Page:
Where you live and where the employer is located impacts pay rates. Many employers consider cost-of-living criteria when determining salaries for teams working in different locations. Learn more our article on pay localization for remote workers.
Employers may reward different credentials. Find out if the employer might be inclined to boost your pay if you have additional academic degrees or extra training.
Be realistic about pay in your line of work. Companies adjust pay strategies depending on candidate availability and the urgency to hire for hard-to-fill roles. Therefore, it’s important to be realistic about pay potential for your line of work. If your role is not in high demand or is easily filled by other qualified candidates, you may not have much room to negotiate beyond the set pay rate. On the flip side, if your particular skill sets are scarce or in high demand, employers are likely willing to pay above the budgeted pay scale.
3. Be clear on your bottom line.
When working the salary puzzle, be sure you’re armed with a critical piece of information: your absolute bottom line. Be crystal clear about your financial needs so you can evaluate if not just the pay rate but the total compensation package works for you.
First and foremost, calculate your take home pay so you’ll know if the offer on the table will clear your bottom line. Once an offer is made (and before you accept), many companies’ human resources departments can help you determine your take home pay based on the companies’ deduction options. You can also find online tools to figure take-home pay, but they are more generic than specific.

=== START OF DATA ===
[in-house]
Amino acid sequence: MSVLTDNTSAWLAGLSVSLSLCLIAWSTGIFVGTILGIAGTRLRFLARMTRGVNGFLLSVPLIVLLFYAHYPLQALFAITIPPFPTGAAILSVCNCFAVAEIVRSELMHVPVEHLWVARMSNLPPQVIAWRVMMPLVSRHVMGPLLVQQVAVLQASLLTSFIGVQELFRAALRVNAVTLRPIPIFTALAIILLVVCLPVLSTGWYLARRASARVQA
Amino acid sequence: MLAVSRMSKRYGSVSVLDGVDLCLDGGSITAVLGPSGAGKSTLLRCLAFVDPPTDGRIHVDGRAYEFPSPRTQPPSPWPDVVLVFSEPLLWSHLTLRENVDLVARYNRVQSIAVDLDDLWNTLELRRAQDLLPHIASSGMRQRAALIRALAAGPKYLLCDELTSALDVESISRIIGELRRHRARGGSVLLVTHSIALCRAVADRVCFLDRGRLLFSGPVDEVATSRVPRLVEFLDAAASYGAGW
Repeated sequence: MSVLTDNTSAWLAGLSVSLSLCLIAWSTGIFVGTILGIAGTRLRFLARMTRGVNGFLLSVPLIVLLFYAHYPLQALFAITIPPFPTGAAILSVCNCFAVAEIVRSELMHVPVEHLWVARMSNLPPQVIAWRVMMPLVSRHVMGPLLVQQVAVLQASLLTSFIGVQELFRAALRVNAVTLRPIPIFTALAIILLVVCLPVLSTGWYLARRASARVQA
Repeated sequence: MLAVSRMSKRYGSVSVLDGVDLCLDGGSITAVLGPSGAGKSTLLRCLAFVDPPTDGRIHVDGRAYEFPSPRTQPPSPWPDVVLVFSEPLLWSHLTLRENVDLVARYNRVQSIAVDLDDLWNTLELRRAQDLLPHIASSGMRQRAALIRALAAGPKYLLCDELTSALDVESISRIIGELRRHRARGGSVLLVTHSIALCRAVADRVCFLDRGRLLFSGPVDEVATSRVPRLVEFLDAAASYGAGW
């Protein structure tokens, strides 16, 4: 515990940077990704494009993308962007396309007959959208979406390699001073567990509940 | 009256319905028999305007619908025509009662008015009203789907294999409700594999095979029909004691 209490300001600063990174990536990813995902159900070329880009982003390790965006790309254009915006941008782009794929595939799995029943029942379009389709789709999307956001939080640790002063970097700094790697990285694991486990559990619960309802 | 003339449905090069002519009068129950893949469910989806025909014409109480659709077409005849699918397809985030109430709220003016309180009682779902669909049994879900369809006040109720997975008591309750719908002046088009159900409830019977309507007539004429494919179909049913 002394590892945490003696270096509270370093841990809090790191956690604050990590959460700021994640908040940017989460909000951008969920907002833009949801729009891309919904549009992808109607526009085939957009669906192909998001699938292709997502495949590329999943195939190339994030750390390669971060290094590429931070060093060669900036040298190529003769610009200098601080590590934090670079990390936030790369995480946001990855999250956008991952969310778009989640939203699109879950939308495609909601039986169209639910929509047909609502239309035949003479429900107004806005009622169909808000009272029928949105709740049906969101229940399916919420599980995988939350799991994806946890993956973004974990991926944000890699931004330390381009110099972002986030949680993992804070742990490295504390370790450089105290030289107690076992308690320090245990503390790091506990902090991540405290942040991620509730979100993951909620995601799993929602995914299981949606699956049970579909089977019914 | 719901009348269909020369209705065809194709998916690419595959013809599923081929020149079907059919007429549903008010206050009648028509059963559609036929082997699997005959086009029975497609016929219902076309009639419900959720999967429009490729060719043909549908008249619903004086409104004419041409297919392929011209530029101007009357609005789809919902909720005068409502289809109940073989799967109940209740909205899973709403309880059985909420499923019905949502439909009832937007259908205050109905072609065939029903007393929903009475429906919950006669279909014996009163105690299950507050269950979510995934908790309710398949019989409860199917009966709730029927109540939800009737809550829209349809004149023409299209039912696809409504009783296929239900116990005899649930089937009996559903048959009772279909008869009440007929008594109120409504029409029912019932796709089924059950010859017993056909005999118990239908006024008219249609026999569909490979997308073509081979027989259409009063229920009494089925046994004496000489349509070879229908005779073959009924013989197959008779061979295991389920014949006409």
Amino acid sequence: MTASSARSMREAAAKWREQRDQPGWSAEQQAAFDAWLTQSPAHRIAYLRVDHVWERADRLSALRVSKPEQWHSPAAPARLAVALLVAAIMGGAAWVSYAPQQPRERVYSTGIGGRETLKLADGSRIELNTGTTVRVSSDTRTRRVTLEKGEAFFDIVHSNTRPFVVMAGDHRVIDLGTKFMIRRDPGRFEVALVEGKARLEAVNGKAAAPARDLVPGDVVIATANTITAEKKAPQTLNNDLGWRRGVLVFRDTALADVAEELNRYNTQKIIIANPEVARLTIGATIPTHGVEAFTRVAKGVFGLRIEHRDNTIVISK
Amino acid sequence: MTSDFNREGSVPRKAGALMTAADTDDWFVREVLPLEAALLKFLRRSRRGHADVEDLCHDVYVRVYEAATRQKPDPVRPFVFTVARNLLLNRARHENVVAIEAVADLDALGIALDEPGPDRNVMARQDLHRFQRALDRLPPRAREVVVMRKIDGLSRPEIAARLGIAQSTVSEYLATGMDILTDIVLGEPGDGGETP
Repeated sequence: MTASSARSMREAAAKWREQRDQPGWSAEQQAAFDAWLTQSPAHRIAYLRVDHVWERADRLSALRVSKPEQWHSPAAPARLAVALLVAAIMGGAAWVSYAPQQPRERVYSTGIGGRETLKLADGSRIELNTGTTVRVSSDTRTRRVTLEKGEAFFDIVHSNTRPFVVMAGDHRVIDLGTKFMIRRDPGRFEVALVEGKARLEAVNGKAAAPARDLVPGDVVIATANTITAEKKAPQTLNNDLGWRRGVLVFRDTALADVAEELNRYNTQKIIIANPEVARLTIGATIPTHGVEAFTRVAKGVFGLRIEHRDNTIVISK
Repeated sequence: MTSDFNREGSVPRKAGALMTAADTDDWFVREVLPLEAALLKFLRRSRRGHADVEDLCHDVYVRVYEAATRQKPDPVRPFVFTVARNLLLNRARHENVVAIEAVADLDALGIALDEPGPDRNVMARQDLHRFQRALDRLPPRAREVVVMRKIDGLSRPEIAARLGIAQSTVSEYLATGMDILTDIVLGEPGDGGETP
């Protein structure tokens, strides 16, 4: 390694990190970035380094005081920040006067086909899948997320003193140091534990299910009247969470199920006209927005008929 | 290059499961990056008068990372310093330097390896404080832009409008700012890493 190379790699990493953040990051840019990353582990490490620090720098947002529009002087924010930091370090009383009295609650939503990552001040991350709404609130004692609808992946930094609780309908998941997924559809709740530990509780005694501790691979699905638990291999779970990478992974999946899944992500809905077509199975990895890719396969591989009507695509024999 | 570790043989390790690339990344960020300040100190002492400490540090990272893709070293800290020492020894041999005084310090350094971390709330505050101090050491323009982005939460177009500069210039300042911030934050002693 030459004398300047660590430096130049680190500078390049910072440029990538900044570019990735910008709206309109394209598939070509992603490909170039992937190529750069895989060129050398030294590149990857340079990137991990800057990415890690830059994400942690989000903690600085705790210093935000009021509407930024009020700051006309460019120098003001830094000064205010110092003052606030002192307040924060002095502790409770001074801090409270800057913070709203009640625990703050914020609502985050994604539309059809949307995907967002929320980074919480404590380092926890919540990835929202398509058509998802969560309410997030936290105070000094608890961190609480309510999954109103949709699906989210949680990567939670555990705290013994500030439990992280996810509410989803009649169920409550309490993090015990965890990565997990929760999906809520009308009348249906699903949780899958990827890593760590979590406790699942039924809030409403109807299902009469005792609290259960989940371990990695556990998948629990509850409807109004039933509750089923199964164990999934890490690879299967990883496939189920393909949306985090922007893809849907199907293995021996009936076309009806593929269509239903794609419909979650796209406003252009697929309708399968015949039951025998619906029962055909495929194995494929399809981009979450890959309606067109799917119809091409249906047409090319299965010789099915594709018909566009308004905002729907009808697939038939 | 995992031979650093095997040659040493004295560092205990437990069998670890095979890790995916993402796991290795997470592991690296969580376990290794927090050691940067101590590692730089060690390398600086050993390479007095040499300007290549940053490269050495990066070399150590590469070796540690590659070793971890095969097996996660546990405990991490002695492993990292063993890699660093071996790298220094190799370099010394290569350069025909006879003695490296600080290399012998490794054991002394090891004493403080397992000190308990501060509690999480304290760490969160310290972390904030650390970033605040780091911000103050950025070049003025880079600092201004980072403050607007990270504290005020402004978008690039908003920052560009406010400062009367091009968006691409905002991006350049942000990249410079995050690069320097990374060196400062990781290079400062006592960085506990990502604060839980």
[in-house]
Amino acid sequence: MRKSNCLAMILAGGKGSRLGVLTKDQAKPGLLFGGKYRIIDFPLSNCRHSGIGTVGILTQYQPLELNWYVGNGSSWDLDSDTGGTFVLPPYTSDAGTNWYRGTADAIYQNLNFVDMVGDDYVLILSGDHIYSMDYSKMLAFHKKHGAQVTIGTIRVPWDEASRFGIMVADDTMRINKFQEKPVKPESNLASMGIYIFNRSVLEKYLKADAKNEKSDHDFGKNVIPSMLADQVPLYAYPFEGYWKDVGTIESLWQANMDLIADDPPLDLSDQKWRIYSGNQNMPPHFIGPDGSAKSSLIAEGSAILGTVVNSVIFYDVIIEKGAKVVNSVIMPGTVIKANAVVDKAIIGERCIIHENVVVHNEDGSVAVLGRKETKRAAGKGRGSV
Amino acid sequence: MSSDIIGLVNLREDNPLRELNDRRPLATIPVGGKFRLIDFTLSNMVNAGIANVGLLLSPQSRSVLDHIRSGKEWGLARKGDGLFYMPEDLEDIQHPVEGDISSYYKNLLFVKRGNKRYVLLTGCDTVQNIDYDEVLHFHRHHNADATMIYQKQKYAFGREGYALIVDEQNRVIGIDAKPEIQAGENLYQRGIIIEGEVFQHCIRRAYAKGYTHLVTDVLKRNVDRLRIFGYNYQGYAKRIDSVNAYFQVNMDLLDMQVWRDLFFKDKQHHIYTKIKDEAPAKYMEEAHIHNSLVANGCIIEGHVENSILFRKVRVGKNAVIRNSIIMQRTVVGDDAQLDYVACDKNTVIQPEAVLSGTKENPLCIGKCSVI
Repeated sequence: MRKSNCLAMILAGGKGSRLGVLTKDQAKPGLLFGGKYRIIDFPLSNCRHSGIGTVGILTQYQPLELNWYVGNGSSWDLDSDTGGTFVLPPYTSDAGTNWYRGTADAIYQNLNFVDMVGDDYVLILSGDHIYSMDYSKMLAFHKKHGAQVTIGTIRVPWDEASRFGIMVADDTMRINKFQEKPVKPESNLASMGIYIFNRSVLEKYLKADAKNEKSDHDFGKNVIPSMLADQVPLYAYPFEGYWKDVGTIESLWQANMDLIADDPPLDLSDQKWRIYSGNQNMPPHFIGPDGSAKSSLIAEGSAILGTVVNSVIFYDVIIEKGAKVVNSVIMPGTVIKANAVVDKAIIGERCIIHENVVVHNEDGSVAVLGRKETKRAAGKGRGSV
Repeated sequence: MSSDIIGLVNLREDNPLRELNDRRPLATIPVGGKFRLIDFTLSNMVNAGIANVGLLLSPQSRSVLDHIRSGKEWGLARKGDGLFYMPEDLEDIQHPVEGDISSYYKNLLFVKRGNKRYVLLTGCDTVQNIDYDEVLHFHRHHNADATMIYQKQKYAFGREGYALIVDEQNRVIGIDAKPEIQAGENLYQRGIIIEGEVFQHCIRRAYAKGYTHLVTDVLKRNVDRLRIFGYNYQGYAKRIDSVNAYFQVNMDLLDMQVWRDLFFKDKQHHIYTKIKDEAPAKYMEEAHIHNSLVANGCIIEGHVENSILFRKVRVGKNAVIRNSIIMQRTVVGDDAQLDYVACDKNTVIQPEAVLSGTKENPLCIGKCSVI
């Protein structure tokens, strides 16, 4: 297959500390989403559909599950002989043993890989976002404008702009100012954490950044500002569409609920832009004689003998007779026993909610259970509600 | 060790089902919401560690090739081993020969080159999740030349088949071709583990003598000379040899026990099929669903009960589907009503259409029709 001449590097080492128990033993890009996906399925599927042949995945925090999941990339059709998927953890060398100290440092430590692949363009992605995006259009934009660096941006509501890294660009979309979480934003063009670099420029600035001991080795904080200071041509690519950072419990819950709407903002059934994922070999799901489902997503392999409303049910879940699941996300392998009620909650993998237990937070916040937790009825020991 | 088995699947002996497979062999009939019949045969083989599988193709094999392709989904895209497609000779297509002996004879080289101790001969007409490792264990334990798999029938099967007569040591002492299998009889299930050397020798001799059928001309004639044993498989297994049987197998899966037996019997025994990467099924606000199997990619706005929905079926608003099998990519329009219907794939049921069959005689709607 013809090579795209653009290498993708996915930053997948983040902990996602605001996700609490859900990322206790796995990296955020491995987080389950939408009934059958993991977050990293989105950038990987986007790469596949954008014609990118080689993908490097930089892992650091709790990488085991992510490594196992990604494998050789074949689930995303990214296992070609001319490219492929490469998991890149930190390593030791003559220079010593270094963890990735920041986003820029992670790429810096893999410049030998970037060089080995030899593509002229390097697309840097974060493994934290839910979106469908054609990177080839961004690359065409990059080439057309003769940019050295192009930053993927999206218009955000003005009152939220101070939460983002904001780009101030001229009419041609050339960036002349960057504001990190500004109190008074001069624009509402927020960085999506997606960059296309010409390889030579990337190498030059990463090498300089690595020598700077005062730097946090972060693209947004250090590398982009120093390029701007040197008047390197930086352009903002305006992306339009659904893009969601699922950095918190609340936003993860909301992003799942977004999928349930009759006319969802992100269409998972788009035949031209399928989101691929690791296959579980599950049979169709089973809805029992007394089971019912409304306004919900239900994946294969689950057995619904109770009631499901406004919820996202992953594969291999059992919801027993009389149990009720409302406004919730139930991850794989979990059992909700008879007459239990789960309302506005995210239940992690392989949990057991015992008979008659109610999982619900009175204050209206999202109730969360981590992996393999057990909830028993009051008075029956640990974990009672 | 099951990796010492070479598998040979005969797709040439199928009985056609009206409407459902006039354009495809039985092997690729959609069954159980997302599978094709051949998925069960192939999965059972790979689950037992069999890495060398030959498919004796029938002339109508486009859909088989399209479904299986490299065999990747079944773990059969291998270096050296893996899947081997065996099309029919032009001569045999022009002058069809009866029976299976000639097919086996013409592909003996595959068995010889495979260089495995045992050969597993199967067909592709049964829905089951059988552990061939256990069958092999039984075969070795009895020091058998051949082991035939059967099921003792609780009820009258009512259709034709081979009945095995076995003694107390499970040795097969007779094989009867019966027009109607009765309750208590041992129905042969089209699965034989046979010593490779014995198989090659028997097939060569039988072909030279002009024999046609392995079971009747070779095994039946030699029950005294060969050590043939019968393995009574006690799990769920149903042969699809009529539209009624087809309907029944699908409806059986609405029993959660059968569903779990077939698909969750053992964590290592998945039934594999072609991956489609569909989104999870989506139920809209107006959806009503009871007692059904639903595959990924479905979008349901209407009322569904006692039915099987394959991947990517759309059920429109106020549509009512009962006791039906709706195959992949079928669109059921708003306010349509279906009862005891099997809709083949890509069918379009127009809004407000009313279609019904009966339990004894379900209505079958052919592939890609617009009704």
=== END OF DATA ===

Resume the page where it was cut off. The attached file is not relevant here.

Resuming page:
Evaluate the monetary impact of the employer’s benefits package. Is the company’s contribution to medical coverage significant enough to offset a slightly lower pay rate and still allow you to meet your bottom line? Will they contribute to a retirement account? Do they provide a commute allowance, pay for parking, or reimburse for internet or home office supplies? All of these offerings equate to real money that you can minus from your monthly bottom line requirement if you’d otherwise have to pay for them.
Does the company reimburse for tuition or provide on the job training? If the offer on the table meets your minimum needs, consider the value of training or educational perks. Job training can have financial bearing that might give you greater earning potential without an extra outlay of cash on your part.
In the end, remember that the salary a company pays you is a business transaction. Once you know the fundamentals and what extra value you bring to the role, don’t be afraid to ask for what you want. If the employer has invested a lot of time in the candidate search and are ready to bring you on board, they won’t want to lose you over salary. Be informed, stay positive, and bring all your confidence to the table. Good luck!
If you’re looking for a new role or want to introduce yourself to one of our recruiters for down the road, contact us today. We’d love to get to know you!